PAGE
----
The school he founded was called Saivaprakasa Vidyasala or School of Siva's splendor. The school did not follow the traditional Tamil teaching system, in which each student worked on his own pace and the teacher pupil ratio was extremely low. Although this system produced stellar experts in subject matter but took too much labour and was inefficient compared to the western system used by the Missionaries. He developed his teaching methods based on the exposure he had with the Missionaries. He developed the curriculum to be able to teach 20 students at a time and included secular subject matters and English. He also wrote the basic instruction materials for different grades in Saivism. Most of his teachers were friends and acquaintances who were volunteers. This school system was duplicated later in Chidambaram in India in 1865 and it still exits. But the school system he founded in Sri Lanka was replicated and over 100 primary and secondary schools were built based on his teaching methods. This school system produced numerous students who had clearer understanding of their religion, rituals and theology and still able to function in a western oriented world.
As an owner of a pioneering new school with the a need for original publications in Tamil prose to teach subjects for all grades, he felt a need for a printing press. He and his colleague Sadasiva Pillai went to Madras, India in 1849 to purchase a printing press. On the way they stopped at Tiruvatuturai Ateenam in Tanjavur, India, an important Saiva monastery. He was asked by the head of the monastery to preach. After listening to his preaching and understanding his unusual mastery of the knowledge of Agamas, the head of the monastery conferred on him the title Navalar (learned). This honorary degree from a prestigious Saiva monastery enhanced his position amongst Saivas and he was known as the Navalar since then.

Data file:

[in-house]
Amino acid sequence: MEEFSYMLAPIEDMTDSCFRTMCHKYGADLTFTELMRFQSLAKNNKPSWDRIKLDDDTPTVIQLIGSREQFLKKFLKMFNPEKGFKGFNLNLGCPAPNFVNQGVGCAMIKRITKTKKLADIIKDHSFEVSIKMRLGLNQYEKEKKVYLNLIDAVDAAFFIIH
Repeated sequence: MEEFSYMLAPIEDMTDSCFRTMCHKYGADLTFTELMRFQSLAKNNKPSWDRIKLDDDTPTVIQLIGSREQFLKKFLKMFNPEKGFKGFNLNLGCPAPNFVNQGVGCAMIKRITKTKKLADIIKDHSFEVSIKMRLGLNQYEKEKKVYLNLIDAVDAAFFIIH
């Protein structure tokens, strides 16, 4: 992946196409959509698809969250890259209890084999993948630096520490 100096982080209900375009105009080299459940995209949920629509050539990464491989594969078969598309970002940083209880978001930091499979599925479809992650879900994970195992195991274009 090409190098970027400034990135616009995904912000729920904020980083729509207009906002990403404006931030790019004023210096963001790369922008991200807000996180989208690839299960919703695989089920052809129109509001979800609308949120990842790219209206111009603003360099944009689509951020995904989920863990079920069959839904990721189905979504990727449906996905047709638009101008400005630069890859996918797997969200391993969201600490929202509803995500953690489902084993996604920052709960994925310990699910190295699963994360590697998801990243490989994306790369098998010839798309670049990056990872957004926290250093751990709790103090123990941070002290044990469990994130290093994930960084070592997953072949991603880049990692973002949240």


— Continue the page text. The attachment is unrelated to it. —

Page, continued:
While in India he published two texts, one was an educational tool (teachers guide) Cüdãmani Nikantu, a sixteenth-century lexicon of simple verses and Saundarya Lahari, a Sanskrit poem in praise of the Primeval Mother Goddess, geared towards devotion. These were the first effort at editing and printing Tamil works for Saiva students and devotees. His press was set up in a building that was donated by a merchant of Vannarpannai. It was named the Vidyaanubalana yantra sala (Preservation of Knowledge Press). The initial publications included Bala Potam (Lessons for Children) in 1850 and 1851. They were graded readers, simple in style, similar in organisation to those used in the Protestant schools. This was followed up by a third volume in 1860 and 1865. It consisted of thirtynine advanced essays in clear prose, discussing subjects such as God, Saul, The Worship of God, Crimes against the Lord, Grace, Killing, Eating meat, Drinking liquor, Stealing, Adultery, Lying, Envy, Anger, and Gambling. These editions were in use 2007.